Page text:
Tuesday, March 18, 2008

Florida Pictures I
I am still new to laying out pages of pictures, selecting pictures, taking pictures, etc, for the computer so there will be an element of roughness to these first few efforts.
I went to Florida again about 2-3 weeks ago--I wrote a long essay about last year's trip on this site, so this report will be more like a revision/update for a new edition.
For us it is a fairly monumental journey--since we drive and stop frequently along the way it takes the better part of three days to get there--so for most of this first set of pictures we will not even have made it to Florida yet. The first two are taken at a rest area in North Carolina. Note at this point we are still in our winter garb. This was the first time the guys had set foot on actual earth (i.e, as opposed to snow and ice) in several months.
Child #3 in his trademark Elmo sweatshirt also enjoyed the warm weather.
Some South of the Border action, as seen from the highway. I have not stopped at this legendary landmark yet, though as someone who still gets a mild thrill out of roadside attractions, rest areas, visitors centers, gift shops, etc, of any plausible interest, I am not philosophically to doing so. I have just not happened to pass by at a convenient time. Apparently you can go up in the giant hat and have a commanding view of the road and the terrain of the two neighborhoring states (N.C. & S.C.) Of course one never sees successful-looking people, real winners, over the age of 25 at any of these kinds of places--real winners I think don't take long trips by car anymore anyway--but they are the crossroads of the road-bound portion of the nation, the carriage inns and stations great and small on the routes of pilgrimage, all offering, in their goods and spectacles and foods, not exactly fun nor rapture nor beauty nor understanding in themselves, in their real selves, but the promise that one or all of them might be found at some point beyond the door or further down the road. Which is the same illusion of course that we have all been falling for for the last 200 years, and which is what the winners understand. All right, now we have finally arrived at the Jamaica Royale beach resort, Siesta Key, Sarasota, our winter home away from home. As you can see in the background this island, which in 1940 was populated by 300 people, all of whom according to the tourist brochures were fishermen and their families, has not retained the most natural atmosphere, and it is probably impossible to have any kind of genuinely high-art-level interesting or profound experience there, but after a couple of days I get into the spirit of the place, which is the typical Florida beach-with-retired- people-experience: wall-to-wall resorts/palm trees/heavy pesticide use/appalling traffic/one pleasant older (pre-1970) block where some independent restaurants and businesses are. It is pleasant but not particularly exciting; not enough, I suppose, to make one feel its existence in its current state really justifies itself, as I imagine one can feel from time to time in a place like Las Vegas if one has really lived it up and done all the outrageous things that it is said people do there.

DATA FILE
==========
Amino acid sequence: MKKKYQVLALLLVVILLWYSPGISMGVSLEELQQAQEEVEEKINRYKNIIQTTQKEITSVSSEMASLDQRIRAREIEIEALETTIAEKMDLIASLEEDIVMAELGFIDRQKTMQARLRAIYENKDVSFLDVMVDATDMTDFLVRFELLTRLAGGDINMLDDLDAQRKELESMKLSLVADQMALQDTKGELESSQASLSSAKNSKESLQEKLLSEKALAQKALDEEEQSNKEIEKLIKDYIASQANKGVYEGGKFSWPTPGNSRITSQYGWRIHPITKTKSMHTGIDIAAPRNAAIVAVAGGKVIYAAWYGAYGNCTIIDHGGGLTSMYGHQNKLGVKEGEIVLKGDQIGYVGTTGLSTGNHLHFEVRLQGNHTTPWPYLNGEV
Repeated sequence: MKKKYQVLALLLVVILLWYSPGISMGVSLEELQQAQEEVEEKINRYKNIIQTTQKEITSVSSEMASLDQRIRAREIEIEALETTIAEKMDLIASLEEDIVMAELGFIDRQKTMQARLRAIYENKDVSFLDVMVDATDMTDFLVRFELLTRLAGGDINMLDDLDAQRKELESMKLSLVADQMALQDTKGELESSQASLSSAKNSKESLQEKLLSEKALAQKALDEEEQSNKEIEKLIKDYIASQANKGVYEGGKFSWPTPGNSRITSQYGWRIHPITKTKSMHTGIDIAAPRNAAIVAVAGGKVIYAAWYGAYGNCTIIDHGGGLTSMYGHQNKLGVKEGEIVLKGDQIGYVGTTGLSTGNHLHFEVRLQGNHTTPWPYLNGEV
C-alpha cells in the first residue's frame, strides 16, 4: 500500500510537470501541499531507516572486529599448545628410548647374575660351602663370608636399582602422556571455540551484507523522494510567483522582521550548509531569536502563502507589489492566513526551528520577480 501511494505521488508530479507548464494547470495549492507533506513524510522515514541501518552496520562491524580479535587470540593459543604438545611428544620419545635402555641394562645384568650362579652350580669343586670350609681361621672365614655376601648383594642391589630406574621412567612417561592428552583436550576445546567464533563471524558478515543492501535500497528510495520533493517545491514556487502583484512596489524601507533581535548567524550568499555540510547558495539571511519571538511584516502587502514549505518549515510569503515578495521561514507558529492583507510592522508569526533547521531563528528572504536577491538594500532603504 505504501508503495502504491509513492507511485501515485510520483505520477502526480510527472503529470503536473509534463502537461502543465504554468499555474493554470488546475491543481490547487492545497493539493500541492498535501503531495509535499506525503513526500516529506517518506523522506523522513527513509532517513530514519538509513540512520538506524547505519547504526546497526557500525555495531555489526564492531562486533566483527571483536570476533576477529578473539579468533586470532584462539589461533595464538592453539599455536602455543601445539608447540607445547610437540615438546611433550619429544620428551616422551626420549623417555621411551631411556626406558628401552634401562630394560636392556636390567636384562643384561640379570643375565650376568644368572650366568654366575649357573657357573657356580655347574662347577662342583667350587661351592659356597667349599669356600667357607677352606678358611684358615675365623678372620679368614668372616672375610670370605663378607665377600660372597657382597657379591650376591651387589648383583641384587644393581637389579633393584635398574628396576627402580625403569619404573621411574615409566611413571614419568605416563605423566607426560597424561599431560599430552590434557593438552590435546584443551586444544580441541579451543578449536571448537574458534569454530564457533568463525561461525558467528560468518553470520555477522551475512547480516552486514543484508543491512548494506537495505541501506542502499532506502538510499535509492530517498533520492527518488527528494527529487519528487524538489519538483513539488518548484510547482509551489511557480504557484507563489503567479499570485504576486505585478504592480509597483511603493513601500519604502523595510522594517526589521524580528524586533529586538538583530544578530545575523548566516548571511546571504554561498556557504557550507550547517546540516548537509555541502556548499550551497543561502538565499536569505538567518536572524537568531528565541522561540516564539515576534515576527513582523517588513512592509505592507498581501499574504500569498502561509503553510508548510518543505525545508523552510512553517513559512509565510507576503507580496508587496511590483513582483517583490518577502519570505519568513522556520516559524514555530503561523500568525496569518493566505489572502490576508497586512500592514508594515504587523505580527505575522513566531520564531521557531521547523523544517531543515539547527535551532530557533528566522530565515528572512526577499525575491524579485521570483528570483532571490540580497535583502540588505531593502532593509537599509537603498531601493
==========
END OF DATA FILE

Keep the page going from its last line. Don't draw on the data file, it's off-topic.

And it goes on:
It is probably just me, but I cannot persuade myself that this child does not have an athletic-looking running form.

2 comments:

Beth said...

Nice photos, and I agree about the athletic form of the runner.

Next year you should consider a stop in Baltimore en route. We could supply a night stop-over, or coffee break, depending on what would be most convenient to the travelers.

Bourgeois Surrender said...

Hi. Thanks for commenting. I did stop for gas in North Baltimore on the way down, I think off of Exit 57 maybe(there was a diner across the street with "Go Ravens" on its sign). It was one of those overcast, windy winter days that are peculiar to Maryland, flapping flags and rippling puddles all over the place, recognizable at once even after an absence of some years. I intend to do an article sometime on the romantic feelings that the state of Maryland still manages to evoke in me whenever I happen to be in it, which I think has the potential to be very popular.
Thank you for your offer to stop if we are passing through. We usually stay overnight in Philadelphia on such trips, but it would certainly be civilized, and perhaps delightful, to have a coffee-visit; my wife especially is a great coffee-drinker and I think would not object to such an interjection of sociability into the vacation.